18. What five words would you use to describe naturism that people who haven't tried naturism may not have considered and what five words would you say doesn't describe naturism that those same people may wrongly consider to be true.
It is: respectful, free, invigorating, communal, fun

It isn’t: sexual, swinging, rude, sinful, perverted.

19. If you were to close your eyes and consider naturism as an animal, a colour and a food item what three answers would come to mind?
Hippopotamus (because like us, they like to lay around in the sun and wallow in the water)
Blue (for clear skies)
Watermelon (no better way to eat it than in the nude)

20. Do you have any naturist regrets?
I know I’m not the first to say it, but I wish I’d started sooner. There are places I visited around the world unaware of the naturist opportunities they provided.

21. Why do you think people should join ANW? What can existing naturists get from it and how about "newbies"?
My experience with ANW so far is that it is a well-run site that is truly about naturism. People are respectful and genuine. There are opportunities for expanding your circle of friends and possibly meeting up socially in the real world. For newbies, it’s a safe place to explore, ask questions and become comfortable on their naturist journey.

22. Independent globetrotting to beautiful beaches and exotic locations is an exciting part of naturism - but naturism has a long history of local clubs, social meet-ups and national bodies - how important do you consider these aspects of naturism to be for today's naturist and the future growth of naturism?
Social meet ups are important for young and old, but I think younger naturists are less inclined to join clubs. They’re looking for events to be involved in rather than just hanging out by the pool. To attract younger members, clubs should provide social opportunities like nude gallery tours, nude dinners at a local restaurant, nude sporting events etc. I acknowledge many clubs are already going down this path. I think these types of events will also have role in ‘normalising’ naturism in the longer term. National bodies should support and provide some legitimacy for those arranging events to give venues confidence naturist events are wholesome and a potential market.

23. You are a member of ANF and a local club (ACT) do you feel the ANF do a good job supporting naturism on a national and global level? How important is your local club to you as part of your naturist life and your social life?
In recent years ANF have been quite active promoting naturism and naturist activities in Australia. They are engaging with the online world via their ‘Grin and Bear It’ video series and online pub nights for members. They’re also supporting real world events such as the recent ‘Nude Up Australia’ festival. As I’ve mentioned previously, ACT Nudist Club is important to us for the friendships we have there and as a place to take some time out from the world.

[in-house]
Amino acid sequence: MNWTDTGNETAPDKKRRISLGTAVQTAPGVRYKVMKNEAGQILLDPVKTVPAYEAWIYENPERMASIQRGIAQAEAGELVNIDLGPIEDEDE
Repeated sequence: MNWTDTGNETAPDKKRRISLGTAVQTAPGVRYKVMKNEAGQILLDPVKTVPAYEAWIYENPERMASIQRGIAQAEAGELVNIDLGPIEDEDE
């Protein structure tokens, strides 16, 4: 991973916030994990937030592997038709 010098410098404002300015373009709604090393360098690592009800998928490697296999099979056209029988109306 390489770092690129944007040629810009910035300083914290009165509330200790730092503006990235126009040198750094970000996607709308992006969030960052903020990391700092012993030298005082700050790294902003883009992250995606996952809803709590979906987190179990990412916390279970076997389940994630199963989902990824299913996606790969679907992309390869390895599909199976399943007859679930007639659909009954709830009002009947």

24. Tell us about your experience of the naturist cruise you went on.
It was our first cruise ever, so being able to do it nude was really special. It was an 8-day cruise on the Carnival Legend organised by Bare Necessities, visiting ports in Key West, Mexico and Roatán. I loved the ‘at sea’ days and being able to wander around nude on the ship with a couple of thousand other nudists. I found the normal shore excursions in port to be a bit touristy, but the special nude excursions arranged in some ports were a lot of fun. I’d definitely cruise nude again.

25. You have spent time as a naturist in the USA have you found any differences between the way naturism is considered by both naturists and non naturists between Australia and the states?
We met some wonderful naturists while in the US and their friendliness and warmth was no different to what we see in Australia, I think having so many naturist venues in Florida makes it a bit more mainstream than in Australia. The ‘lifestyle’ seems to be much more in the open than here, which is OK. It’s just not our thing.

26. If you could go anywhere in the world as a naturist where would it be?
Europe has so many naturist opportunities that we’d like to explore. France, Spain, Croatia... the question is where to start?

27.Any other thoughts and considerations to add?
Nothing to add other than to say thanks for letting me contribute and for being such wonderful advocates for naturism.

ANW thank Rob for this wonderful interview and sharing his thoughts with ANW. 

ANW welcomes all who are respectful and interested in naturism and invite all genuine naturist organisations, clubs, events, venues and other opportunities to be part of the ANW community and work with us to encourage the growth and acceptance of naturism around the world. If you have any questions email Anna and Steve at [email protected]

© 2023  Rob from NSW and All Rights Reserved